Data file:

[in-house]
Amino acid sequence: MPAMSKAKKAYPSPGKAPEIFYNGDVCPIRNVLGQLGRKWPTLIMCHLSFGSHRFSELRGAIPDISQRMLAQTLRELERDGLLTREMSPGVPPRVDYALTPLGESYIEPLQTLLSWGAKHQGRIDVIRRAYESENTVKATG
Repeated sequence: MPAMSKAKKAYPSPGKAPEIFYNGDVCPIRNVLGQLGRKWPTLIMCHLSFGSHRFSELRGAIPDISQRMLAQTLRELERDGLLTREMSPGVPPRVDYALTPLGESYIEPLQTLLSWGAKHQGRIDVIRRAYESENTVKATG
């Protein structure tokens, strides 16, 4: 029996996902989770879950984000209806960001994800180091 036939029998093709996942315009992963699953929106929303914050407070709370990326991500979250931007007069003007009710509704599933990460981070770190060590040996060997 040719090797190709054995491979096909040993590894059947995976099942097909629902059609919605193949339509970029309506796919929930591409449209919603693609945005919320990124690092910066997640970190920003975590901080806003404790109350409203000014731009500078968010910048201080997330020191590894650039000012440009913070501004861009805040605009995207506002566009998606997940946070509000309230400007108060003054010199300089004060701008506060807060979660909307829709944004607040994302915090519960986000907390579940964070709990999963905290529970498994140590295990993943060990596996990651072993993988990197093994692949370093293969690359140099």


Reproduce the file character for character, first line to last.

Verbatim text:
[in-house]
Amino acid sequence: MPAMSKAKKAYPSPGKAPEIFYNGDVCPIRNVLGQLGRKWPTLIMCHLSFGSHRFSELRGAIPDISQRMLAQTLRELERDGLLTREMSPGVPPRVDYALTPLGESYIEPLQTLLSWGAKHQGRIDVIRRAYESENTVKATG
Repeated sequence: MPAMSKAKKAYPSPGKAPEIFYNGDVCPIRNVLGQLGRKWPTLIMCHLSFGSHRFSELRGAIPDISQRMLAQTLRELERDGLLTREMSPGVPPRVDYALTPLGESYIEPLQTLLSWGAKHQGRIDVIRRAYESENTVKATG
């Protein structure tokens, strides 16, 4: 029996996902989770879950984000209806960001994800180091 036939029998093709996942315009992963699953929106929303914050407070709370990326991500979250931007007069003007009710509704599933990460981070770190060590040996060997 040719090797190709054995491979096909040993590894059947995976099942097909629902059609919605193949339509970029309506796919929930591409449209919603693609945005919320990124690092910066997640970190920003975590901080806003404790109350409203000014731009500078968010910048201080997330020191590894650039000012440009913070501004861009805040605009995207506002566009998606997940946070509000309230400007108060003054010199300089004060701008506060807060979660909307829709944004607040994302915090519960986000907390579940964070709990999963905290529970498994140590295990993943060990596996990651072993993988990197093994692949370093293969690359140099």